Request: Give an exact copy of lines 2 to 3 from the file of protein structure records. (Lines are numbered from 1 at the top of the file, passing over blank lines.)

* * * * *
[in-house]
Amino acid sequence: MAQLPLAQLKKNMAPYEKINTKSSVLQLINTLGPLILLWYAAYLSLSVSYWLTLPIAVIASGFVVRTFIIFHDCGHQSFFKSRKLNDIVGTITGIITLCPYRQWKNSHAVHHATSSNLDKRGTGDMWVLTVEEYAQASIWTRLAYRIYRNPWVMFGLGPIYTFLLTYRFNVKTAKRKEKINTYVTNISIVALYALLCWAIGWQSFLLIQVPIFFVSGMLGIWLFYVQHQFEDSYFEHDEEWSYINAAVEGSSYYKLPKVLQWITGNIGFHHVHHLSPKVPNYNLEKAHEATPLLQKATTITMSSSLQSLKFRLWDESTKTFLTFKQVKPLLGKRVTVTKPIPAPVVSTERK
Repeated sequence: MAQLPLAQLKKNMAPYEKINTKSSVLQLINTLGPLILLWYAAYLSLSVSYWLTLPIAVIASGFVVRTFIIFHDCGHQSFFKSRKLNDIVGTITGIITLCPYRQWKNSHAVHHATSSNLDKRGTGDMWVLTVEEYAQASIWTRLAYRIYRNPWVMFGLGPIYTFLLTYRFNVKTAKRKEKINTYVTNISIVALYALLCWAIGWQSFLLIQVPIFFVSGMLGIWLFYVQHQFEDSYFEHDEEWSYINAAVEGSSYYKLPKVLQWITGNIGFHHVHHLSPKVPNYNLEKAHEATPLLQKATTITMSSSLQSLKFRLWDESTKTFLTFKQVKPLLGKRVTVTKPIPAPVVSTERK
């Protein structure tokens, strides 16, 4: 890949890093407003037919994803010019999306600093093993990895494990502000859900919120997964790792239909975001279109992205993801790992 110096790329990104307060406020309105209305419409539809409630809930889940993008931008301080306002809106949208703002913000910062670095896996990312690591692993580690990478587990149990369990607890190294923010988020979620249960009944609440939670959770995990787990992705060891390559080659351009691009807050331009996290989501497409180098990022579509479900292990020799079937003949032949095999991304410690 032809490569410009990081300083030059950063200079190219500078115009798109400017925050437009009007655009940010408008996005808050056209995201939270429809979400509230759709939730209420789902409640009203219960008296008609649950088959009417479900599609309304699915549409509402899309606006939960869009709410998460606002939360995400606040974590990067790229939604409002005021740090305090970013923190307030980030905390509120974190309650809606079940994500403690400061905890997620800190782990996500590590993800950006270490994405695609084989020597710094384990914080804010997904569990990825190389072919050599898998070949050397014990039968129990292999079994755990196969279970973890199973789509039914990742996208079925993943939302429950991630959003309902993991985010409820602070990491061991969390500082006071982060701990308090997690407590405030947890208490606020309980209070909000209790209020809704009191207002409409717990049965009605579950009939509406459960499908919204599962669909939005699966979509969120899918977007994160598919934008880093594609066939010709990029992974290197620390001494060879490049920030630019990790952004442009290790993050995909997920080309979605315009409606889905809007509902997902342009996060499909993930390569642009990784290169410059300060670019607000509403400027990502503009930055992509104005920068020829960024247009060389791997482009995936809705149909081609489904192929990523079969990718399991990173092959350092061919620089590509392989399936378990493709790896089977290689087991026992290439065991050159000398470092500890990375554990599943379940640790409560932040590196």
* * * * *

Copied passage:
Amino acid sequence: MAQLPLAQLKKNMAPYEKINTKSSVLQLINTLGPLILLWYAAYLSLSVSYWLTLPIAVIASGFVVRTFIIFHDCGHQSFFKSRKLNDIVGTITGIITLCPYRQWKNSHAVHHATSSNLDKRGTGDMWVLTVEEYAQASIWTRLAYRIYRNPWVMFGLGPIYTFLLTYRFNVKTAKRKEKINTYVTNISIVALYALLCWAIGWQSFLLIQVPIFFVSGMLGIWLFYVQHQFEDSYFEHDEEWSYINAAVEGSSYYKLPKVLQWITGNIGFHHVHHLSPKVPNYNLEKAHEATPLLQKATTITMSSSLQSLKFRLWDESTKTFLTFKQVKPLLGKRVTVTKPIPAPVVSTERK
Repeated sequence: MAQLPLAQLKKNMAPYEKINTKSSVLQLINTLGPLILLWYAAYLSLSVSYWLTLPIAVIASGFVVRTFIIFHDCGHQSFFKSRKLNDIVGTITGIITLCPYRQWKNSHAVHHATSSNLDKRGTGDMWVLTVEEYAQASIWTRLAYRIYRNPWVMFGLGPIYTFLLTYRFNVKTAKRKEKINTYVTNISIVALYALLCWAIGWQSFLLIQVPIFFVSGMLGIWLFYVQHQFEDSYFEHDEEWSYINAAVEGSSYYKLPKVLQWITGNIGFHHVHHLSPKVPNYNLEKAHEATPLLQKATTITMSSSLQSLKFRLWDESTKTFLTFKQVKPLLGKRVTVTKPIPAPVVSTERK